Hurricane Harvey's hit to the U.S. economy could match the total price tag of its destruction.
Economist Ray Perryman says even when taking into account new construction, the nation's gross domestic product could still see losses of $145 billion or more.
That doesn't include another $96 billion in person income losses.
“You have a lot of absentism from work, you have a lot of business that are shut down and not producing,” says Perryman, adding that any gas that wasn't sold during the storm is still considered a loss for those days, as are any agricultural products.
However, contractors will see a boost once the insurance claims are settled.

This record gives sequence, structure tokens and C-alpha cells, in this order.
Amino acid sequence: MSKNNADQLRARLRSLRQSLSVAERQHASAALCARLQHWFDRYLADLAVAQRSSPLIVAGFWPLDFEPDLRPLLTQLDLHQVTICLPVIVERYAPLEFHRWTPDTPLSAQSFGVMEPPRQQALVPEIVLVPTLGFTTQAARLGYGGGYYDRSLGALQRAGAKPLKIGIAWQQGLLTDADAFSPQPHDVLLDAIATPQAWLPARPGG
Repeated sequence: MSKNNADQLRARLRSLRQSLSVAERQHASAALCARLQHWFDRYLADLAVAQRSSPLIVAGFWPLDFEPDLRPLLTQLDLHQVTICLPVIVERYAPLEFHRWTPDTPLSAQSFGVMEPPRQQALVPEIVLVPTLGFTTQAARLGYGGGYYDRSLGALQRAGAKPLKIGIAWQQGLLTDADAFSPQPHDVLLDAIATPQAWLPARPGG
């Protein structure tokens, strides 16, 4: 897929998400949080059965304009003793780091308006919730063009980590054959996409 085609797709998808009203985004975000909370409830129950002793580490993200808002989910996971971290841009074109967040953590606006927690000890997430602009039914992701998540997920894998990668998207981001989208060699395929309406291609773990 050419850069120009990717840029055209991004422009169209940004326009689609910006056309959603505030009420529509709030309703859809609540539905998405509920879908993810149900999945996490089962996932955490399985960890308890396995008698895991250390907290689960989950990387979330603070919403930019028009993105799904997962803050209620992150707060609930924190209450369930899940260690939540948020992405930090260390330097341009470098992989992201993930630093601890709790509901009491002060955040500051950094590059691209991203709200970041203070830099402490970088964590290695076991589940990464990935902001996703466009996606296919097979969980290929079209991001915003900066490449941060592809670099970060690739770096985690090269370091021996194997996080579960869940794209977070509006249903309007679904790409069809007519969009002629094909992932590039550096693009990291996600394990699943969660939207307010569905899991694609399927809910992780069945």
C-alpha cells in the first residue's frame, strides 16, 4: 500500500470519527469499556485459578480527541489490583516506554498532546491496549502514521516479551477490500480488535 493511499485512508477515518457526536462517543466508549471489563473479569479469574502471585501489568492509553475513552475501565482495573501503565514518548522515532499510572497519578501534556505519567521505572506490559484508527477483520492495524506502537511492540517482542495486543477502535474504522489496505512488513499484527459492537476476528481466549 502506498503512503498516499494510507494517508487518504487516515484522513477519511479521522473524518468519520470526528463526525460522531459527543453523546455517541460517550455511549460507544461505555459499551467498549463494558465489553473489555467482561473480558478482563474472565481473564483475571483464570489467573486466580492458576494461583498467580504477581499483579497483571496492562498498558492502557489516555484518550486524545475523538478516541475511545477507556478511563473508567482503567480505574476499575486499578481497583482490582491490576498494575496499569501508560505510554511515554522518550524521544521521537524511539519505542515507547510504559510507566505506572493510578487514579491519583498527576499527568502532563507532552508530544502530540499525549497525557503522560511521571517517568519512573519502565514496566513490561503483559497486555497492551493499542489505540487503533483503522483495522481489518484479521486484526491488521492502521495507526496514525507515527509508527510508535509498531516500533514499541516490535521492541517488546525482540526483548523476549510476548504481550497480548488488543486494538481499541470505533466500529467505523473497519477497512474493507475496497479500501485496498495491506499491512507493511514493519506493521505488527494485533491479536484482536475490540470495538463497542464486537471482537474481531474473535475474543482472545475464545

“A lot of people will rethink where they build and how they build, you may have stuff built that is more expensive than before to withstand this type of thing better,” says Perryman.
While Perryman praises state and local leaders for kickstarting the recovery, some sectors will be slow to comeback.
“Before you start seeing businesses replaced, the industries repaired and that sort of thing, you're probably looking at a period of at least a year for the bulk of it, and some of this will go on for probably a decade or more before everything is restored.